Housing Market: Finally On the Rise?

Home prices rose in nearly all major U.S. cities in April from March, according to the latest S&P/Case-Shiller Home Price Indices report. But experts disagree on whether we have — finally, after six years of decline — seen the market’s bottom.

“It has been a long time since we enjoyed such broad-based gains,” David Blitzer, chairman of S&P Indices’ index committee, said in that report. “While one month does not make a trend … [the news] is a good sign.”

However, Robert Shiller, co-creator of the S&P/Case Shiller index, was less convinced than some that it was a definitive sign prices have stabilized, saying in an interview with Reuters Insider that while it was encouraging it is still too soon to tell. The article quoted Shiller as saying: “They’ve been falling for six years now, and people have been asking me this question for six years, and there’s always this sense that it’s about to turn up.”

Of course, all real estate is hyperlocal. What are Baristaville real estate agents seeing?  We asked two, one based in Montclair and the other in South Orange/Maplewood.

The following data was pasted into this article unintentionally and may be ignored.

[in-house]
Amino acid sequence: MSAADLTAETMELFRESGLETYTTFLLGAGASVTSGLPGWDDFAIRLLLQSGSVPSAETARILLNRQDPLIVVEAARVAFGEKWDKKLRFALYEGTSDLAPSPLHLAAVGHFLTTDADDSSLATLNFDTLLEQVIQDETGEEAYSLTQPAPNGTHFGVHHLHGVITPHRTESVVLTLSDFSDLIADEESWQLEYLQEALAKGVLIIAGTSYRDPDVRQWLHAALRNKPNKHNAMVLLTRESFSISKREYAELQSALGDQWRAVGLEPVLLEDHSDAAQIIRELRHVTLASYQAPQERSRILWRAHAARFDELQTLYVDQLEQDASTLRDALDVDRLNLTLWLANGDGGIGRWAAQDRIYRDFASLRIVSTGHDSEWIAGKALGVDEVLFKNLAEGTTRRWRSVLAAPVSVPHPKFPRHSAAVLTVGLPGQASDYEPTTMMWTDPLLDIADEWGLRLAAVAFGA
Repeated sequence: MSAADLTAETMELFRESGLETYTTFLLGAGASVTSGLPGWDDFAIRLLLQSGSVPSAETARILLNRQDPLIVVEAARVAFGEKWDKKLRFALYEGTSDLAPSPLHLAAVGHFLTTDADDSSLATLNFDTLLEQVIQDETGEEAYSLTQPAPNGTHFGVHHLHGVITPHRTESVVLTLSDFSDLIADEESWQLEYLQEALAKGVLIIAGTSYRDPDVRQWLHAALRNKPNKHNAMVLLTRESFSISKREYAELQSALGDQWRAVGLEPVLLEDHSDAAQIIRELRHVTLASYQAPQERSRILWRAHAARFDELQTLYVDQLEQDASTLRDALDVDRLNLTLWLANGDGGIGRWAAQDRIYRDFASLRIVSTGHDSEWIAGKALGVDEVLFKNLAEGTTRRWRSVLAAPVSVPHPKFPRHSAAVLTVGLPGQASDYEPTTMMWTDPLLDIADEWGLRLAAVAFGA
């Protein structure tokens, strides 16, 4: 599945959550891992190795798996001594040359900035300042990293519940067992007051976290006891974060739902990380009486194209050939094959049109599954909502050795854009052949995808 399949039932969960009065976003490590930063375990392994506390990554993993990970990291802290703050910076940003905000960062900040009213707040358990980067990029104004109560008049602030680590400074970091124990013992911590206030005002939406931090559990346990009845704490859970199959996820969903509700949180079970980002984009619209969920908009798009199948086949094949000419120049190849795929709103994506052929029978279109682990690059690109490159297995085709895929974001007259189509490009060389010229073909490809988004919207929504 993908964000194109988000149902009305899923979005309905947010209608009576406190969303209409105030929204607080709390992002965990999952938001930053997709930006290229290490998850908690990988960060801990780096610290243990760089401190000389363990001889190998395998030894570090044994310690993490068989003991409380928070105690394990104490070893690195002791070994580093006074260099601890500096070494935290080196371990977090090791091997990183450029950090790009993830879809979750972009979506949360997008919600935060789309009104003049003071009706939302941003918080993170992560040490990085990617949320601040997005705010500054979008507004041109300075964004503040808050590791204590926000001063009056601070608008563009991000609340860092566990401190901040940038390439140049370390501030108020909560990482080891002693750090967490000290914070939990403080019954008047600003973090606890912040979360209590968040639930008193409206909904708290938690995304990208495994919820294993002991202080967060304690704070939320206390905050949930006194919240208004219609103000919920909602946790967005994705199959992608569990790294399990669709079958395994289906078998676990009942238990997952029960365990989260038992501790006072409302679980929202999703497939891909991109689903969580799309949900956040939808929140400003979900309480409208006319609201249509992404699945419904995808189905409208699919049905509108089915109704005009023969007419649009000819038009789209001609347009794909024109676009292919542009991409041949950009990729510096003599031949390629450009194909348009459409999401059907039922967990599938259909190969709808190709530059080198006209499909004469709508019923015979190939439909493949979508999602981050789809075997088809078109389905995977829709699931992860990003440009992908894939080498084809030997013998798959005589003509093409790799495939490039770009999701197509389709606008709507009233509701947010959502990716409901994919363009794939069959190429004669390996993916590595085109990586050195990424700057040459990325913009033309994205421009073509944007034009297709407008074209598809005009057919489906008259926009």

Realtor Pauline Panza of Keller Williams NJ Metro Group, blogs at www.walkablesuburb.com:

Montclair is showing definite signs of stabilization and even modest appreciation.  Between the 2003-era prices, interest rates below 4% and pent up buyer demand, Montclair houses are moving quickly – especially when they are priced right. Last week a house listed in the 500-600 range had 10 offers, going under contract for well over the asking price.  Montclair housing inventory is down 30 % from June of last year (140 on the market this June vs 200 last June) and demand is up creating a situation that is ripe for multiple offers; With only 3 months of inventory available it has become a seller’s market in Montclair.  Still, homes that are overpriced will not sell and unrealistic sellers will be waiting years before prices are back to their 2006 peak levels.